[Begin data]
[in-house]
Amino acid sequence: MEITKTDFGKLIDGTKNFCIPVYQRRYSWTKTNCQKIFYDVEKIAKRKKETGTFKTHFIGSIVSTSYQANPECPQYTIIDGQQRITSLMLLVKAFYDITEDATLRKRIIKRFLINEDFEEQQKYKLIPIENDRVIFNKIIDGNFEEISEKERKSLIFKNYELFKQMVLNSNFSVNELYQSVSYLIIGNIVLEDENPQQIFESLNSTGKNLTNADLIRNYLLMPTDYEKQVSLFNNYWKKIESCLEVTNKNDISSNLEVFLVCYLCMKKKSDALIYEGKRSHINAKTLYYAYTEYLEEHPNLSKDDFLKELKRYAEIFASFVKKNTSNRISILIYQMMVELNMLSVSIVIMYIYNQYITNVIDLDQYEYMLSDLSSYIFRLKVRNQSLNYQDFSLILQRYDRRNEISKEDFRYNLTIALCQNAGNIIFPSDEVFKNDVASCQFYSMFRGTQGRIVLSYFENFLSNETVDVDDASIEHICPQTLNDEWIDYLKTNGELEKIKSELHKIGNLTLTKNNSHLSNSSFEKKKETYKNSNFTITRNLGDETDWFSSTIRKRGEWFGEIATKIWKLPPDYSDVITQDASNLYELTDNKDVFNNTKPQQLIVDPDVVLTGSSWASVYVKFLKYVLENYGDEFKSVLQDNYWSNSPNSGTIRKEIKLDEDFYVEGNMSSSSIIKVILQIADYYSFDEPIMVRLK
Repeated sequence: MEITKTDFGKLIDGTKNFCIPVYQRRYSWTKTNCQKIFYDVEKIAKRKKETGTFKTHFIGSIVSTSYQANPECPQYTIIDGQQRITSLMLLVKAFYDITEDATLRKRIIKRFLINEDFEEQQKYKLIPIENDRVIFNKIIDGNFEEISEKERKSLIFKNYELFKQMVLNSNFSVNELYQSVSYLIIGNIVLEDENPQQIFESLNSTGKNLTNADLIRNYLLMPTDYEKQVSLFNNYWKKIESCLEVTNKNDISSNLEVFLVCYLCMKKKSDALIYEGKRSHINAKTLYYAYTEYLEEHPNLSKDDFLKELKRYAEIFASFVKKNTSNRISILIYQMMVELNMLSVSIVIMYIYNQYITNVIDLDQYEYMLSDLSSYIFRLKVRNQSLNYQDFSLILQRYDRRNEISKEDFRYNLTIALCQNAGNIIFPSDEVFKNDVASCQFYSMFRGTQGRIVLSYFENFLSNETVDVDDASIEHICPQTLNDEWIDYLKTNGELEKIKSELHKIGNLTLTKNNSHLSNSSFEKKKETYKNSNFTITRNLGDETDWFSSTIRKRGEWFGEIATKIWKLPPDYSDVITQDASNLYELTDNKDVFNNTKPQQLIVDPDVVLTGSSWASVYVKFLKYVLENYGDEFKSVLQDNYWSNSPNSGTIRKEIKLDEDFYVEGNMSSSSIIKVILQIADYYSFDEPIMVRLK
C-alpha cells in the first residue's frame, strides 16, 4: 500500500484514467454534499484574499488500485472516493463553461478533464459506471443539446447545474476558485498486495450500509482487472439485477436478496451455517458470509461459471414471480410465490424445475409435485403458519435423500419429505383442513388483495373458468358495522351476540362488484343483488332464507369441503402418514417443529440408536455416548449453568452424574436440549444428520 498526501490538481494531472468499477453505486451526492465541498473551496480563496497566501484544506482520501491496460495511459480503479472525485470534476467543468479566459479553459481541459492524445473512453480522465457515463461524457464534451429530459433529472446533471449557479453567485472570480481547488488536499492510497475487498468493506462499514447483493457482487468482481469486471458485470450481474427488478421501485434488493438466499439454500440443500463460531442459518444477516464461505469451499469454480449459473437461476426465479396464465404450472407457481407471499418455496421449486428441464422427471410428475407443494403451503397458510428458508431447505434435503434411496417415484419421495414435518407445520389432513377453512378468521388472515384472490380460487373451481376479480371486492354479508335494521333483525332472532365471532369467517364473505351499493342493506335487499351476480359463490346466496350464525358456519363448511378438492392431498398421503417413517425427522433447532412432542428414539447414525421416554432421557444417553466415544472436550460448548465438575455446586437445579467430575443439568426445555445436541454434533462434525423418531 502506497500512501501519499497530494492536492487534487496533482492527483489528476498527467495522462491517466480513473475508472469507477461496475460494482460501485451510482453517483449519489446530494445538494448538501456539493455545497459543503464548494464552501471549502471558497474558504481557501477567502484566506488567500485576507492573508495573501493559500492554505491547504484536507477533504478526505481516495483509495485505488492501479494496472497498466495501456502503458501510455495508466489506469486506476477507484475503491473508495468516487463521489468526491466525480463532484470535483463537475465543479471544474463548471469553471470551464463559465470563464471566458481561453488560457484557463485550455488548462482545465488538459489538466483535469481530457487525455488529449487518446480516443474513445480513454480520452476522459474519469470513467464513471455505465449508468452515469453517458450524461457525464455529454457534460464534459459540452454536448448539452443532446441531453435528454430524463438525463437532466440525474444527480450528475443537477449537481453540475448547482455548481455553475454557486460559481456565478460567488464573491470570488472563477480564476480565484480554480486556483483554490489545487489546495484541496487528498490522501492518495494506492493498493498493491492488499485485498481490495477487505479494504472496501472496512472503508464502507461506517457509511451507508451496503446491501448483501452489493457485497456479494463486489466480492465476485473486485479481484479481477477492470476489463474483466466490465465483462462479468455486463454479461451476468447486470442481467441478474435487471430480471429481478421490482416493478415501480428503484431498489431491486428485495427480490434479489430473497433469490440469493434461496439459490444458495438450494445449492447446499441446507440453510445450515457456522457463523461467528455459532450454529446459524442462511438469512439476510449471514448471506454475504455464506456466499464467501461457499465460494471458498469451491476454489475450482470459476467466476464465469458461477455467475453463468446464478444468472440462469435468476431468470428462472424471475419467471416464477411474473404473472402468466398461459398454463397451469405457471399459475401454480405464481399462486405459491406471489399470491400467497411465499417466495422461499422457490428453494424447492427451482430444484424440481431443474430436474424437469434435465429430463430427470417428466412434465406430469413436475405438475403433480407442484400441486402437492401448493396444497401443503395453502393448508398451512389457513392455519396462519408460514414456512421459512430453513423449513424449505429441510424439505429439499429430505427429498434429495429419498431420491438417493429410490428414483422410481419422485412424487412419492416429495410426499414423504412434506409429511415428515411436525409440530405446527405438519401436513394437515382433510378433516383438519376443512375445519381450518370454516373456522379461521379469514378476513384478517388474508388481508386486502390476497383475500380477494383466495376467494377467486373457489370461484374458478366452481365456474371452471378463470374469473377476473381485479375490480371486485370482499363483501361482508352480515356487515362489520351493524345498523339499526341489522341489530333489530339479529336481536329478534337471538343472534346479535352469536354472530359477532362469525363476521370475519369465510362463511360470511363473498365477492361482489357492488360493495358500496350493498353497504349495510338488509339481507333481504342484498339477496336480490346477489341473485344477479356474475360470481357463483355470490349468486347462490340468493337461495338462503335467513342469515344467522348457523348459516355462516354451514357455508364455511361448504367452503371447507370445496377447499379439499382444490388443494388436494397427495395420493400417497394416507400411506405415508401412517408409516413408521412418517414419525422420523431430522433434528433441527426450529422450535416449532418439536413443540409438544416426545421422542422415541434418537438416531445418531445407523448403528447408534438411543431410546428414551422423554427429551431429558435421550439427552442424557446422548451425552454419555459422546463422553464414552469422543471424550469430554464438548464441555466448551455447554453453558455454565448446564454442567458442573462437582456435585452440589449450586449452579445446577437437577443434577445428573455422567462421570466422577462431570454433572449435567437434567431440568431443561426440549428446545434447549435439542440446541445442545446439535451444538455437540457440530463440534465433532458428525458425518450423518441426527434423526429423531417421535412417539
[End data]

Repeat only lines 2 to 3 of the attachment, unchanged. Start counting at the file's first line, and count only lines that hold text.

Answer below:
Amino acid sequence: MEITKTDFGKLIDGTKNFCIPVYQRRYSWTKTNCQKIFYDVEKIAKRKKETGTFKTHFIGSIVSTSYQANPECPQYTIIDGQQRITSLMLLVKAFYDITEDATLRKRIIKRFLINEDFEEQQKYKLIPIENDRVIFNKIIDGNFEEISEKERKSLIFKNYELFKQMVLNSNFSVNELYQSVSYLIIGNIVLEDENPQQIFESLNSTGKNLTNADLIRNYLLMPTDYEKQVSLFNNYWKKIESCLEVTNKNDISSNLEVFLVCYLCMKKKSDALIYEGKRSHINAKTLYYAYTEYLEEHPNLSKDDFLKELKRYAEIFASFVKKNTSNRISILIYQMMVELNMLSVSIVIMYIYNQYITNVIDLDQYEYMLSDLSSYIFRLKVRNQSLNYQDFSLILQRYDRRNEISKEDFRYNLTIALCQNAGNIIFPSDEVFKNDVASCQFYSMFRGTQGRIVLSYFENFLSNETVDVDDASIEHICPQTLNDEWIDYLKTNGELEKIKSELHKIGNLTLTKNNSHLSNSSFEKKKETYKNSNFTITRNLGDETDWFSSTIRKRGEWFGEIATKIWKLPPDYSDVITQDASNLYELTDNKDVFNNTKPQQLIVDPDVVLTGSSWASVYVKFLKYVLENYGDEFKSVLQDNYWSNSPNSGTIRKEIKLDEDFYVEGNMSSSSIIKVILQIADYYSFDEPIMVRLK
Repeated sequence: MEITKTDFGKLIDGTKNFCIPVYQRRYSWTKTNCQKIFYDVEKIAKRKKETGTFKTHFIGSIVSTSYQANPECPQYTIIDGQQRITSLMLLVKAFYDITEDATLRKRIIKRFLINEDFEEQQKYKLIPIENDRVIFNKIIDGNFEEISEKERKSLIFKNYELFKQMVLNSNFSVNELYQSVSYLIIGNIVLEDENPQQIFESLNSTGKNLTNADLIRNYLLMPTDYEKQVSLFNNYWKKIESCLEVTNKNDISSNLEVFLVCYLCMKKKSDALIYEGKRSHINAKTLYYAYTEYLEEHPNLSKDDFLKELKRYAEIFASFVKKNTSNRISILIYQMMVELNMLSVSIVIMYIYNQYITNVIDLDQYEYMLSDLSSYIFRLKVRNQSLNYQDFSLILQRYDRRNEISKEDFRYNLTIALCQNAGNIIFPSDEVFKNDVASCQFYSMFRGTQGRIVLSYFENFLSNETVDVDDASIEHICPQTLNDEWIDYLKTNGELEKIKSELHKIGNLTLTKNNSHLSNSSFEKKKETYKNSNFTITRNLGDETDWFSSTIRKRGEWFGEIATKIWKLPPDYSDVITQDASNLYELTDNKDVFNNTKPQQLIVDPDVVLTGSSWASVYVKFLKYVLENYGDEFKSVLQDNYWSNSPNSGTIRKEIKLDEDFYVEGNMSSSSIIKVILQIADYYSFDEPIMVRLK